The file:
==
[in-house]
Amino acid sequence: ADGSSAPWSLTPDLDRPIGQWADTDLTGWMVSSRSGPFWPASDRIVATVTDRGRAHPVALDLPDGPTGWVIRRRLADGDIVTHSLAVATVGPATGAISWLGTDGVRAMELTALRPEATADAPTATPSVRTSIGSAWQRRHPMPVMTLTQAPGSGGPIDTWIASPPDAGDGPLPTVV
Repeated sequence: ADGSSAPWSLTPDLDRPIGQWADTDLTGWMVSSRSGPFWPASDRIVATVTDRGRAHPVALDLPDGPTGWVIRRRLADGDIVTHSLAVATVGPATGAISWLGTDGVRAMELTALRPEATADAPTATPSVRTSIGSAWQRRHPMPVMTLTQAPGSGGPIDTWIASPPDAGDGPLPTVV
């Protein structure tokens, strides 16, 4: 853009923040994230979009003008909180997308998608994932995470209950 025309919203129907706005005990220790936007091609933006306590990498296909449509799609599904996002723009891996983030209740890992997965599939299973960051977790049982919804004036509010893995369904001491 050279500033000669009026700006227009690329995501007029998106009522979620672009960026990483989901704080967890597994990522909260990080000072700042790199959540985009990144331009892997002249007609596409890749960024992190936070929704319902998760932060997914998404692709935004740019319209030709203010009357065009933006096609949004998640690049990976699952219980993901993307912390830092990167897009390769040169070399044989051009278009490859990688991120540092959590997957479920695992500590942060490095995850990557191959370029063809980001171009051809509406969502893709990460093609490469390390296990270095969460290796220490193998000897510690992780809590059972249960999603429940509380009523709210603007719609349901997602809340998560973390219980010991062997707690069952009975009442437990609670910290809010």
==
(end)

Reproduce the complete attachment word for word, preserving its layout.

[in-house]
Amino acid sequence: ADGSSAPWSLTPDLDRPIGQWADTDLTGWMVSSRSGPFWPASDRIVATVTDRGRAHPVALDLPDGPTGWVIRRRLADGDIVTHSLAVATVGPATGAISWLGTDGVRAMELTALRPEATADAPTATPSVRTSIGSAWQRRHPMPVMTLTQAPGSGGPIDTWIASPPDAGDGPLPTVV
Repeated sequence: ADGSSAPWSLTPDLDRPIGQWADTDLTGWMVSSRSGPFWPASDRIVATVTDRGRAHPVALDLPDGPTGWVIRRRLADGDIVTHSLAVATVGPATGAISWLGTDGVRAMELTALRPEATADAPTATPSVRTSIGSAWQRRHPMPVMTLTQAPGSGGPIDTWIASPPDAGDGPLPTVV
């Protein structure tokens, strides 16, 4: 853009923040994230979009003008909180997308998608994932995470209950 025309919203129907706005005990220790936007091609933006306590990498296909449509799609599904996002723009891996983030209740890992997965599939299973960051977790049982919804004036509010893995369904001491 050279500033000669009026700006227009690329995501007029998106009522979620672009960026990483989901704080967890597994990522909260990080000072700042790199959540985009990144331009892997002249007609596409890749960024992190936070929704319902998760932060997914998404692709935004740019319209030709203010009357065009933006096609949004998640690049990976699952219980993901993307912390830092990167897009390769040169070399044989051009278009490859990688991120540092959590997957479920695992500590942060490095995850990557191959370029063809980001171009051809509406969502893709990460093609490469390390296990270095969460290796220490193998000897510690992780809590059972249960999603429940509380009523709210603007719609349901997602809340998560973390219980010991062997707690069952009975009442437990609670910290809010």